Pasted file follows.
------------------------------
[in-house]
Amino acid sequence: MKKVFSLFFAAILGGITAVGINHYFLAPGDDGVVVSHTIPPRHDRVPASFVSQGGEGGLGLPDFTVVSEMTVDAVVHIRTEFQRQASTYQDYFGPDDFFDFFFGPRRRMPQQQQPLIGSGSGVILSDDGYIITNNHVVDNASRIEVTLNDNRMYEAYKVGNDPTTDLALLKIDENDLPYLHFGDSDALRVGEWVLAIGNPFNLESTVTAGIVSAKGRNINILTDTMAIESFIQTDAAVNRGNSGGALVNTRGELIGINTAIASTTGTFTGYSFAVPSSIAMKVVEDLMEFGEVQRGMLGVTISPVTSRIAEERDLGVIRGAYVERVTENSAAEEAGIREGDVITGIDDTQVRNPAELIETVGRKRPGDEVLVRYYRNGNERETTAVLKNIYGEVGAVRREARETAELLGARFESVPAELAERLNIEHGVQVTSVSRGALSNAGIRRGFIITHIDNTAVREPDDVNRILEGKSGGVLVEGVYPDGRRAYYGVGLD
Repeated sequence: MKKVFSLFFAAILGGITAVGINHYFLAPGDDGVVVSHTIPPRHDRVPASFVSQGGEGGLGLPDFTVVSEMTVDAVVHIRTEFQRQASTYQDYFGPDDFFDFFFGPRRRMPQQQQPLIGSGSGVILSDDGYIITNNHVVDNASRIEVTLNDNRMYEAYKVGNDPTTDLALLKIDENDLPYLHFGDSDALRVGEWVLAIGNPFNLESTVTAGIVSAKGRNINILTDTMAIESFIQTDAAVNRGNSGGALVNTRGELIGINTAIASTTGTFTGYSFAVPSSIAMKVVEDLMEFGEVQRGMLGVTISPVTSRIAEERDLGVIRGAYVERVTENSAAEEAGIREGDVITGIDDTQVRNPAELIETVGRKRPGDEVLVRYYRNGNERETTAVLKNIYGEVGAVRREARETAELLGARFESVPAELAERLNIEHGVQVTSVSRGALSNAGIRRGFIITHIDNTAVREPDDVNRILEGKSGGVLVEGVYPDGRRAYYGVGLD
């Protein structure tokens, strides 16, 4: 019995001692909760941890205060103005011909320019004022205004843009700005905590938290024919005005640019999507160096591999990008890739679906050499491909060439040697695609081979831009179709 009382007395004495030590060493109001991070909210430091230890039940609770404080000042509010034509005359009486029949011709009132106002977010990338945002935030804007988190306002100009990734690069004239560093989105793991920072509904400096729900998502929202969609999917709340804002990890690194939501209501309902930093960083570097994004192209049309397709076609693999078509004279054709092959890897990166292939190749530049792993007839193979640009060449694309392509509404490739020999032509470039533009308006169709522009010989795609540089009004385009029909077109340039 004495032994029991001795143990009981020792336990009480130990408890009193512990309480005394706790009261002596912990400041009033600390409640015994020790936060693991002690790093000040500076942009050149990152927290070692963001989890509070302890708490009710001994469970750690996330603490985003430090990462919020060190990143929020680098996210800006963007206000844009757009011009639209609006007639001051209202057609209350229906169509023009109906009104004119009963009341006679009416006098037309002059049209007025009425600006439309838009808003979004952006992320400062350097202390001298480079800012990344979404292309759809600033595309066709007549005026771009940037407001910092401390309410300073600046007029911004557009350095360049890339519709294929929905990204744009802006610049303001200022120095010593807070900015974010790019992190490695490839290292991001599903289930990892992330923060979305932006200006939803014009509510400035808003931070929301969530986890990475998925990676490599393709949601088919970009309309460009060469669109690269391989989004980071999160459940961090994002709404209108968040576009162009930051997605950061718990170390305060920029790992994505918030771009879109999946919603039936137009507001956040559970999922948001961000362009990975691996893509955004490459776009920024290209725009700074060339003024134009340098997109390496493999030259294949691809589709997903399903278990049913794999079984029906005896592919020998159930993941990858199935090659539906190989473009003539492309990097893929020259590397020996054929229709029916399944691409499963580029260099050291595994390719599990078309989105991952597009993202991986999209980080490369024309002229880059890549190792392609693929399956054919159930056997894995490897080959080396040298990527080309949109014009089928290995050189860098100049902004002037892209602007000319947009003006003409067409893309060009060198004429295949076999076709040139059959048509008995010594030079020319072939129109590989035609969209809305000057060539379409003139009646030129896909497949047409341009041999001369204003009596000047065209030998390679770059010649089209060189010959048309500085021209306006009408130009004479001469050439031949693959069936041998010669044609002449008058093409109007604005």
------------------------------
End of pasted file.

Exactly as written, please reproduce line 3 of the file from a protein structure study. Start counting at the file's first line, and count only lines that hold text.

Repeated sequence: MKKVFSLFFAAILGGITAVGINHYFLAPGDDGVVVSHTIPPRHDRVPASFVSQGGEGGLGLPDFTVVSEMTVDAVVHIRTEFQRQASTYQDYFGPDDFFDFFFGPRRRMPQQQQPLIGSGSGVILSDDGYIITNNHVVDNASRIEVTLNDNRMYEAYKVGNDPTTDLALLKIDENDLPYLHFGDSDALRVGEWVLAIGNPFNLESTVTAGIVSAKGRNINILTDTMAIESFIQTDAAVNRGNSGGALVNTRGELIGINTAIASTTGTFTGYSFAVPSSIAMKVVEDLMEFGEVQRGMLGVTISPVTSRIAEERDLGVIRGAYVERVTENSAAEEAGIREGDVITGIDDTQVRNPAELIETVGRKRPGDEVLVRYYRNGNERETTAVLKNIYGEVGAVRREARETAELLGARFESVPAELAERLNIEHGVQVTSVSRGALSNAGIRRGFIITHIDNTAVREPDDVNRILEGKSGGVLVEGVYPDGRRAYYGVGLD